The eco guide to tinned tuna – The Guardian

Whenever a sustainable seafood product reaches the shelves of UK stores I feel like doing a little dance. Step forward tinned tuna from Princes. Prosaic it may be, but it’s the first certified tuna from the Western Pacific wearing the Marine Stewardship Council’s (MSC) blue tick.

Sustainable fish consumption is fiendishly complicated so the blue tick denotes a lot, including that a capture is Fad free. Fads (fish aggregating devices) are man-made floating objects, usually containing a solar device, that attract large amounts of fish but can harm other species including sharks and sea turtles.

Tuna represents 8% of all globally traded seafood, and thousands of vessels across the world are in relentless pursuit of them. Agreeing an international system with the world’s tuna fisheries is our best chance of saving the wild catch from depletion.

But, maddeningly, tins of tuna are billed as a choice for “eco-friendly consumers”. This suggests it’s a lifestyle preference. Actually, it’s an essential consideration if we want to stave off critical collapse of species vital to the livelihoods and wellbeing of millions of people.

The current strategy is doomed to failure. Researchers recently carried out polls asking German citizens (who are usually fans of eco products) whether they cared about the ethical considerations of fishing. Guess what? They didn’t.

I’m happy for anyone in search of higher standards to have more choice: for example Whole Foods sources all its tinned and fresh tuna from one-by-one fisheries (ie line caught).

But products conforming to baseline agreements should not be billed as the eco choice. They’re the only choice. It’s time retailers (and chefs) removed all non-sustainable fish from shelves and menus.

The big picture: save our hedgehogs

Making a point: hedgehogs are on the endangered list.
Making a point: hedgehogs are on the endangered list. Photograph: Tim Melling/Getty Images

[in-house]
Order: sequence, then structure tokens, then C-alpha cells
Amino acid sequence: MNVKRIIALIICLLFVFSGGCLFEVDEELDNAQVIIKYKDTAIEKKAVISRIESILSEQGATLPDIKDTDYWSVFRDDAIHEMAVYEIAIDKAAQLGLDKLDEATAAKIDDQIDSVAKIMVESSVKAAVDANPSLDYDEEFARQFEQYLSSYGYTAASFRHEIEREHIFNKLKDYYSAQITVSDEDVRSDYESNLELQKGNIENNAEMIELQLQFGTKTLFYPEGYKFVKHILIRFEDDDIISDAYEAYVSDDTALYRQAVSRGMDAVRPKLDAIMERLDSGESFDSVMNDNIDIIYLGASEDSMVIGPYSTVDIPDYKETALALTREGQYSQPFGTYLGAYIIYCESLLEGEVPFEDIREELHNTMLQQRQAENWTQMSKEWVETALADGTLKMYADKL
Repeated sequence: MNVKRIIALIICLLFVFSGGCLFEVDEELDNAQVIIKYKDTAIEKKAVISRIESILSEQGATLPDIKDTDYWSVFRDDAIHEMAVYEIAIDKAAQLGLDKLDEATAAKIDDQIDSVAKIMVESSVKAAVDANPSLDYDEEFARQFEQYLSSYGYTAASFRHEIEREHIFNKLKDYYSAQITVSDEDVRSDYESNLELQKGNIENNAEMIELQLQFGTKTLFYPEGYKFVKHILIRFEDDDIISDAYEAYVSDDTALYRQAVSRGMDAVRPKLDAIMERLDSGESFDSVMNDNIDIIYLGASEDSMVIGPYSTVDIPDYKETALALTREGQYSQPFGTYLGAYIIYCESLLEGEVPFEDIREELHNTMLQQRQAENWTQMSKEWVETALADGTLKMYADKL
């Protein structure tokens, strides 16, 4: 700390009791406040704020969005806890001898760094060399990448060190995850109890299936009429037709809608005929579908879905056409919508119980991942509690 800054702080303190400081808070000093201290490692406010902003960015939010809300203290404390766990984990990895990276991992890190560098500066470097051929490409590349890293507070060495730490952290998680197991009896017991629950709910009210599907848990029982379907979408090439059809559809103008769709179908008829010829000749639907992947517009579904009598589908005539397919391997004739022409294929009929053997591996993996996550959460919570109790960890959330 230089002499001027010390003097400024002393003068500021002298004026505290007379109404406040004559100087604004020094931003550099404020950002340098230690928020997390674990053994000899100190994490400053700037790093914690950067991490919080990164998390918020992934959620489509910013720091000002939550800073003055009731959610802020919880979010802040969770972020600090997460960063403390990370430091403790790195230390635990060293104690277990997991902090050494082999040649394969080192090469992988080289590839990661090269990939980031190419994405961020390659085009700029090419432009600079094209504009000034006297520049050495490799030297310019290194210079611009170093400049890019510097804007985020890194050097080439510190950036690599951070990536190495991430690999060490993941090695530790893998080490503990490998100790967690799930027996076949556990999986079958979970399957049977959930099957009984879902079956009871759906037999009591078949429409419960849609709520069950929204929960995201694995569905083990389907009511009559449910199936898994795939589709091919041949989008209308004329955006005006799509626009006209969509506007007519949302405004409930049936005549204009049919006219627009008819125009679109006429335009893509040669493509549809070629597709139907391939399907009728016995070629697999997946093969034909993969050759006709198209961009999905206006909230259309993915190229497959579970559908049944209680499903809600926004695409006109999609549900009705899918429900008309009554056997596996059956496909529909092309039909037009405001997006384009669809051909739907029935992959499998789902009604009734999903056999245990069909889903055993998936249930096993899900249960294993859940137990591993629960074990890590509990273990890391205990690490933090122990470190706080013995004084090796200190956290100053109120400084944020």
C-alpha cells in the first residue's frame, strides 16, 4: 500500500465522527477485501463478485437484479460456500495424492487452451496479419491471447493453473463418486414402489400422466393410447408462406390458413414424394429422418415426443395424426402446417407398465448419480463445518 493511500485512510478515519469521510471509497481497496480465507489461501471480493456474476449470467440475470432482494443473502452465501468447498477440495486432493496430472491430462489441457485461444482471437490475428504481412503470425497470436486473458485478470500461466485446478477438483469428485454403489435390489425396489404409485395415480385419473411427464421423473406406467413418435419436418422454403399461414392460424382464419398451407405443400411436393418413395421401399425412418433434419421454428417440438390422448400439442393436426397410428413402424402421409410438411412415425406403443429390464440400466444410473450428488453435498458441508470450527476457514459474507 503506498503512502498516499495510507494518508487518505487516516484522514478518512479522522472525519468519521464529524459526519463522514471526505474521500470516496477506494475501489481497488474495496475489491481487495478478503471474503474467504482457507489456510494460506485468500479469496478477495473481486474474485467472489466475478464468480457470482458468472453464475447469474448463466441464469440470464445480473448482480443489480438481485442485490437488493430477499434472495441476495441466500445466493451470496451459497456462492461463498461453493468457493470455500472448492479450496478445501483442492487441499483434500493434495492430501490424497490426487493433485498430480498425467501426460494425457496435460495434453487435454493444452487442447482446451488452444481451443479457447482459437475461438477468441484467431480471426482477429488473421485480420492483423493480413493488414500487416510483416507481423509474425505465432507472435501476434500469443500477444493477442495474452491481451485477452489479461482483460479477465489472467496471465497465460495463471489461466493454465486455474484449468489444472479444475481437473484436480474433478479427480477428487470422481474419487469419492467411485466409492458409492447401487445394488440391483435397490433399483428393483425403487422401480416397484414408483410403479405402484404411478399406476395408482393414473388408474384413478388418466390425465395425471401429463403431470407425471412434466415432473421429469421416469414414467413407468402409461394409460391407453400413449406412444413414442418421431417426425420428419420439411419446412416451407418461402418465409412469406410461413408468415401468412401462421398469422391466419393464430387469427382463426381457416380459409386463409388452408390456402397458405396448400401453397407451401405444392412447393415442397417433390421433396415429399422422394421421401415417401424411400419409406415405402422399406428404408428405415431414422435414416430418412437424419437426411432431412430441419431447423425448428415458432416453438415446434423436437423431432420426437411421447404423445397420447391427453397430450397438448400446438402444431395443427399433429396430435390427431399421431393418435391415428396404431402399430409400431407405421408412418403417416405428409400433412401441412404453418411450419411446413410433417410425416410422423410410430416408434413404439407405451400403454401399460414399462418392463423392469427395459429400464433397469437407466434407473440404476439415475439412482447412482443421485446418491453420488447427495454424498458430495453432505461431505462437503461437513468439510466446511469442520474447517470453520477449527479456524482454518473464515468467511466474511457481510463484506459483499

Conservation science sometimes warns about comparing one ailing species to another, but let’s throw caution to the wind: hedgehogs are dying out as fast as wild tigers. In an effort to teach us how to help, Brian May has invited wildlife presenter Steve Backshall and a Channel 5 film crew into the Amazing Grace Animal Sanctuary he runs with wildlife activist Anne Brummer. Watch Meet the Hedgehogs on C5 on 13 June.

Well dressed: cleaning up cotton

Facing the future: we need a cleaner, more environmentally friendly alternative to cotton.
Facing the future: we need a cleaner, more environmentally friendly alternative to cotton. Photograph: Brian Doben/Getty Images

Although cotton is a prolific natural textile (with more than 20 million tonnes produced in over 100 countries each year), its environmental footprint is dire. It takes 2,720 litres of water to make just one T-shirt and while cotton only covers 2.4% of the world’s arable land, it accounts for 6% of global pesticide use. Taking on these ‘significant challenges’ is a project called Cotton 2040, where brands, farmers, NGOs, the fashion industry and even cotton brokers have been brought together by the environmental NGO Forum for the Future, to weave a cleaner, sustainable alternative.

The goal is to make sustainable cotton a mainstream commodity. Even Prince Charles has joined the debate, recently hosting one of a series of sustainable cotton meetings.

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